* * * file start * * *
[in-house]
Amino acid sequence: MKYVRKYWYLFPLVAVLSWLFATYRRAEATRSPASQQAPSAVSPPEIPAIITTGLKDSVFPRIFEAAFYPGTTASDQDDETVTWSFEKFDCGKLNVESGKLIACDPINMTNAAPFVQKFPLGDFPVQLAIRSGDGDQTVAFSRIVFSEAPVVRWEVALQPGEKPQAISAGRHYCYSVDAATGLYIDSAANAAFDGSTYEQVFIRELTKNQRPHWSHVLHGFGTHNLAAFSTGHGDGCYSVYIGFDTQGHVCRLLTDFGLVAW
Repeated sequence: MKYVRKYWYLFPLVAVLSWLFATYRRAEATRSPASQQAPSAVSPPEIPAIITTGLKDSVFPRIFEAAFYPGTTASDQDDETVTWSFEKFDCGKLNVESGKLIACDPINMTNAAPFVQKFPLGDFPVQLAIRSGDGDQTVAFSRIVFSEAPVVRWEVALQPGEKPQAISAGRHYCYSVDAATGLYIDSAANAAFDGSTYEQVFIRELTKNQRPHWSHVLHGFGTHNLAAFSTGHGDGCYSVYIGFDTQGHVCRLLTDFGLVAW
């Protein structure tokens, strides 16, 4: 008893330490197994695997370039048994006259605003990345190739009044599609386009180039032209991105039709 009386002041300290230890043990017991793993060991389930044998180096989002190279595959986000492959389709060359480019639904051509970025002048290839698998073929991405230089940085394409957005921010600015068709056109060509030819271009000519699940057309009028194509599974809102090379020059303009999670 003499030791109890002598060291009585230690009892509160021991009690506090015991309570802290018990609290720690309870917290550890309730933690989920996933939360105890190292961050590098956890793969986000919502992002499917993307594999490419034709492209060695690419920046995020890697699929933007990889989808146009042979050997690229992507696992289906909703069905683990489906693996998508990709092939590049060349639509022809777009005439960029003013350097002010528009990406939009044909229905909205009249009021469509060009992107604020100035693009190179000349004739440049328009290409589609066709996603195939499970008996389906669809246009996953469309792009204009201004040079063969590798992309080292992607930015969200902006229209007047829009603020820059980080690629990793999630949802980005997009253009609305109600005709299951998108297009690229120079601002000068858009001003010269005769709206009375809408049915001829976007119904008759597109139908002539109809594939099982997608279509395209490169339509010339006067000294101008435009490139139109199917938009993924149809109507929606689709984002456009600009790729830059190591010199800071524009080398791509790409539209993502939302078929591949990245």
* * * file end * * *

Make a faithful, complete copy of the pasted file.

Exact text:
[in-house]
Amino acid sequence: MKYVRKYWYLFPLVAVLSWLFATYRRAEATRSPASQQAPSAVSPPEIPAIITTGLKDSVFPRIFEAAFYPGTTASDQDDETVTWSFEKFDCGKLNVESGKLIACDPINMTNAAPFVQKFPLGDFPVQLAIRSGDGDQTVAFSRIVFSEAPVVRWEVALQPGEKPQAISAGRHYCYSVDAATGLYIDSAANAAFDGSTYEQVFIRELTKNQRPHWSHVLHGFGTHNLAAFSTGHGDGCYSVYIGFDTQGHVCRLLTDFGLVAW
Repeated sequence: MKYVRKYWYLFPLVAVLSWLFATYRRAEATRSPASQQAPSAVSPPEIPAIITTGLKDSVFPRIFEAAFYPGTTASDQDDETVTWSFEKFDCGKLNVESGKLIACDPINMTNAAPFVQKFPLGDFPVQLAIRSGDGDQTVAFSRIVFSEAPVVRWEVALQPGEKPQAISAGRHYCYSVDAATGLYIDSAANAAFDGSTYEQVFIRELTKNQRPHWSHVLHGFGTHNLAAFSTGHGDGCYSVYIGFDTQGHVCRLLTDFGLVAW
């Protein structure tokens, strides 16, 4: 008893330490197994695997370039048994006259605003990345190739009044599609386009180039032209991105039709 009386002041300290230890043990017991793993060991389930044998180096989002190279595959986000492959389709060359480019639904051509970025002048290839698998073929991405230089940085394409957005921010600015068709056109060509030819271009000519699940057309009028194509599974809102090379020059303009999670 003499030791109890002598060291009585230690009892509160021991009690506090015991309570802290018990609290720690309870917290550890309730933690989920996933939360105890190292961050590098956890793969986000919502992002499917993307594999490419034709492209060695690419920046995020890697699929933007990889989808146009042979050997690229992507696992289906909703069905683990489906693996998508990709092939590049060349639509022809777009005439960029003013350097002010528009990406939009044909229905909205009249009021469509060009992107604020100035693009190179000349004739440049328009290409589609066709996603195939499970008996389906669809246009996953469309792009204009201004040079063969590798992309080292992607930015969200902006229209007047829009603020820059980080690629990793999630949802980005997009253009609305109600005709299951998108297009690229120079601002000068858009001003010269005769709206009375809408049915001829976007119904008759597109139908002539109809594939099982997608279509395209490169339509010339006067000294101008435009490139139109199917938009993924149809109507929606689709984002456009600009790729830059190591010199800071524009080398791509790409539209993502939302078929591949990245």